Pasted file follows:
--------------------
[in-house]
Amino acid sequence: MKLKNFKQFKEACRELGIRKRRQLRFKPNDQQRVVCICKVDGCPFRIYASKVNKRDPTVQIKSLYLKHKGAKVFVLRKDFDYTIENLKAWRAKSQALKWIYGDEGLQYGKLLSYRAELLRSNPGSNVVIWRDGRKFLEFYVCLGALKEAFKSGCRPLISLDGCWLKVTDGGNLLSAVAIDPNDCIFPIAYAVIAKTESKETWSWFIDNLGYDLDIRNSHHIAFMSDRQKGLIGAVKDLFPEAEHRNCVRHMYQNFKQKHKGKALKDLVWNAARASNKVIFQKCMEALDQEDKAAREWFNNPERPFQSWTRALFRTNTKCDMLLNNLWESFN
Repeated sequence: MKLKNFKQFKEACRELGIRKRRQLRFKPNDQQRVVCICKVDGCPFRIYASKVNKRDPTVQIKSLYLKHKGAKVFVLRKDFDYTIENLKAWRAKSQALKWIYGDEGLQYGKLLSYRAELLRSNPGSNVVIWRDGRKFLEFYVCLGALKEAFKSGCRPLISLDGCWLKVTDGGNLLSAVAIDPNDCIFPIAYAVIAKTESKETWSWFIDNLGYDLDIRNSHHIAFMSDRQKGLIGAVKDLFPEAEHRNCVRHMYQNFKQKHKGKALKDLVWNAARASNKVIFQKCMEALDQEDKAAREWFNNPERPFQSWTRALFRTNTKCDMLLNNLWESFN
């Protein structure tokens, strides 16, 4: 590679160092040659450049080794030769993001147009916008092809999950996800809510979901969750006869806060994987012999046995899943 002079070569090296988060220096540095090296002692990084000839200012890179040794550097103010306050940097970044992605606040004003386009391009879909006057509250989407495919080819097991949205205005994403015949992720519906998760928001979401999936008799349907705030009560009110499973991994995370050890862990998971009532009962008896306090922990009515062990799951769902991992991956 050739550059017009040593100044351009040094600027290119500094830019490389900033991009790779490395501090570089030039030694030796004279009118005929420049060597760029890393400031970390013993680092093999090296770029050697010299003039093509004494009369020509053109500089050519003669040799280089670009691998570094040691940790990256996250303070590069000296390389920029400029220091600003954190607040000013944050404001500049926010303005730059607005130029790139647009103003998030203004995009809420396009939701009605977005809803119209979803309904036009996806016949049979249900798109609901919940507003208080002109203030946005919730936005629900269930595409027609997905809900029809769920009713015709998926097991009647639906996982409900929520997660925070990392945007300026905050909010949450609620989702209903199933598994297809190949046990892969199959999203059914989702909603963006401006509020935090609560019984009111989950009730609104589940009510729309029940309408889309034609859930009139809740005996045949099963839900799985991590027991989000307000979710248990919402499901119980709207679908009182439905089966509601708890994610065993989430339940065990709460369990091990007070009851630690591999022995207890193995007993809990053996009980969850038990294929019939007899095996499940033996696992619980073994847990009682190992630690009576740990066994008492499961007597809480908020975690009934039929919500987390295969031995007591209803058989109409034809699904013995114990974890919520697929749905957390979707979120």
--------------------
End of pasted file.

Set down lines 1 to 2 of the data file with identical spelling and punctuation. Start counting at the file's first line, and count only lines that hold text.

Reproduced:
[in-house]
Amino acid sequence: MKLKNFKQFKEACRELGIRKRRQLRFKPNDQQRVVCICKVDGCPFRIYASKVNKRDPTVQIKSLYLKHKGAKVFVLRKDFDYTIENLKAWRAKSQALKWIYGDEGLQYGKLLSYRAELLRSNPGSNVVIWRDGRKFLEFYVCLGALKEAFKSGCRPLISLDGCWLKVTDGGNLLSAVAIDPNDCIFPIAYAVIAKTESKETWSWFIDNLGYDLDIRNSHHIAFMSDRQKGLIGAVKDLFPEAEHRNCVRHMYQNFKQKHKGKALKDLVWNAARASNKVIFQKCMEALDQEDKAAREWFNNPERPFQSWTRALFRTNTKCDMLLNNLWESFN